NO MOORE CLINIC – Contractors from CBC Construction use an excavator to tear down the  Moore Clinic building this morning. The building, which was most recently owned by SEARHC, was built in the mid-1950s by Dr. Phil Moore. Moore was a pioneering orthopedic surgeon who came to Sitka after WWII to open a clinic to treat tuberculosis patients from around the state on Japonski Island using vacated Naval base buildings. He helped develop new treatments for TB which was devastating Native communities. That operation evolved into SEARHC Mt. Edgecumbe Hospital. Moore also helped establish Sitka Community Hospital in the 1950s. The cleared clinic lot will likely be used for building housing by SEARHC. ( Sentinel Photo by James Poulson)

Leo Kondro

Leo Kondro was born Sept. 11, 1950, in Longview, Wash., to Bernard and Helene (Graunitz) Kondro. He died March 18, 2014, at the University of Washington Hospital in Seattle with family and friends by his side.
Leo grew up in Washington state in the Toutle/Castle Rock area, where he graduated from Toutle Lake High School in 1968. He was class president and lettered in football, basketball and baseball. He found a love of hunting, fishing and gathering at an early age.
Leo attended the University of Washington his first two years of college where he became part of a “band of brothers” called the “Whizzies.” Their flag football team won the university title during his time there.
In 1970, Leo transferred to Central Washington State College, in Ellensburg, Wash., where he graduated in 1972 with a bachelor’s degree in English and his elementary teaching certificate. He did his student teaching at Barnes School in Kelso, Wash., and continued to teach there for five years.
In spring 1971, while playing with friends in Wenatchee, Wash., Leo met fellow CWSC student Mary Ann Benson. They married on June 22, 1974, and made their home in Castle Rock, Wash. Mary Ann joined Leo as a Kelso School District teacher.
In search of a new adventure in spring 1977, Leo and Mary Ann applied to every school district in the state of Alaska. An interview with the Kake City Schools superintendent, on a bench outside of a University of Washington building, began their adventure. Their plan to teach in Kake for two years turned into 37 years.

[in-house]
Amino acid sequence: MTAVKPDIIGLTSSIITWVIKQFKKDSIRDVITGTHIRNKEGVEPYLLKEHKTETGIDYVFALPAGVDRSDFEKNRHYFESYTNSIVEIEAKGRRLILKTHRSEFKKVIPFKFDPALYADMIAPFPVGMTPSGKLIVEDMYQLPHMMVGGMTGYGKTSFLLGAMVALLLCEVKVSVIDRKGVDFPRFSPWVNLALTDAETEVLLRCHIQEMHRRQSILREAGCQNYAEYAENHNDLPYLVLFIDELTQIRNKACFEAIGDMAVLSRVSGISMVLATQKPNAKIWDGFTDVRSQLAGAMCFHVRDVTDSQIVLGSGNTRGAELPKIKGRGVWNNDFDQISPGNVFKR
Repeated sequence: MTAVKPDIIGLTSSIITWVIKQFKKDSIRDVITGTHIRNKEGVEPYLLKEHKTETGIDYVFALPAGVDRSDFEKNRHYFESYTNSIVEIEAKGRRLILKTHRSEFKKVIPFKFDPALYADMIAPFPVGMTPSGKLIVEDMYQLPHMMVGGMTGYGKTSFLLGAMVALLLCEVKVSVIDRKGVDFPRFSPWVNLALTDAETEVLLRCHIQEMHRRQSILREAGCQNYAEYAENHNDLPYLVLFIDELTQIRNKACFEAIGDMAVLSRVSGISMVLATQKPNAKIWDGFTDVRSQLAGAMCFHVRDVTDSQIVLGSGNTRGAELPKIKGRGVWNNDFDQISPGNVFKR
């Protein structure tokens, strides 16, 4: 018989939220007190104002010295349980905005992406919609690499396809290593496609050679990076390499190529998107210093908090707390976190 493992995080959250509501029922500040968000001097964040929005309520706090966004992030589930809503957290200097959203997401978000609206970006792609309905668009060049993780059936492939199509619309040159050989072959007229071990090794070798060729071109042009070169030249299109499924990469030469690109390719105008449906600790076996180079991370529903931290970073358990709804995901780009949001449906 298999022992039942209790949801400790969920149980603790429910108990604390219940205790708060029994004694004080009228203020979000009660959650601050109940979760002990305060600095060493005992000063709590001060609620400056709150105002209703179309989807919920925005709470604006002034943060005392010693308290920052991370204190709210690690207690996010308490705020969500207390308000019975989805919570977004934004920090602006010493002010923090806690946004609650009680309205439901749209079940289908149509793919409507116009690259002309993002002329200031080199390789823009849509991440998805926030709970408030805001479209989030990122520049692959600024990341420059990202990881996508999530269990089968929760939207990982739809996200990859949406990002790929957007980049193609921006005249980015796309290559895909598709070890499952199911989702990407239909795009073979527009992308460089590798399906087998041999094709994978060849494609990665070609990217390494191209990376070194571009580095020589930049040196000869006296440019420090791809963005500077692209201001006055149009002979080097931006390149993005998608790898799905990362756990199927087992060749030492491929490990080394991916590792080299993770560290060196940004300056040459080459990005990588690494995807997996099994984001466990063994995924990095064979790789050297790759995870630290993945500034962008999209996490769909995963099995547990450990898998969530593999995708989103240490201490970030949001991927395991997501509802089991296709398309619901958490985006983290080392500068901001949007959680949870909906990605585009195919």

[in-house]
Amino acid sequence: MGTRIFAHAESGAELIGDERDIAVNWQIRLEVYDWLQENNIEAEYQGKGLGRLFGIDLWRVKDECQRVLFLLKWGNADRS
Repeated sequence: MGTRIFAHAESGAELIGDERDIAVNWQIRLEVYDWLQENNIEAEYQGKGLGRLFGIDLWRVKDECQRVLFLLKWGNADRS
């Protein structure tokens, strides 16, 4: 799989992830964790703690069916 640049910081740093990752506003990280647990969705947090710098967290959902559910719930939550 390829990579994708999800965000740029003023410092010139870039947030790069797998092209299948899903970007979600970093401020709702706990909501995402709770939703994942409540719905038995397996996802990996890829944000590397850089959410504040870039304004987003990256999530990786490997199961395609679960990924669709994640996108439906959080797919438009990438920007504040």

Kake was a perfect match for Leo. He continued his love of the outdoors and added halibut, moose and grouse to his hunting quests. Often his classroom teaching reflected his love of the outdoors.
In 1979, daughter Karen Mae was added to the Kondro family. Benjamin Paul arrived in 1982.
  In July 2002, Leo became very ill and became a patient at the University of Washington Hospital. In the days that followed, he survived tularemia, began hemodialysis, then peritoneal dialysis. The latter allowed him to return to his Kake home. Preparations for a possible kidney transplant began, but living in an Alaskan village did not allow him to be on the transplant list. Mary Ann’s donor kidney in 2003 provided new life and gave Leo 10 more adventure-filled years.
Leo retired from teaching in 2004, still loving Alaska and the adventures retirement allowed him.
Leo is survived by Mary Ann, his wife of 39 years, daughter Karen (Jacob) Hynning of Ridgefield, Wash., son Ben (Stefanie) Kondro of Kodiak, granddaughters MacKenzee and Addyson Hynning, Emma and Stella Kondro.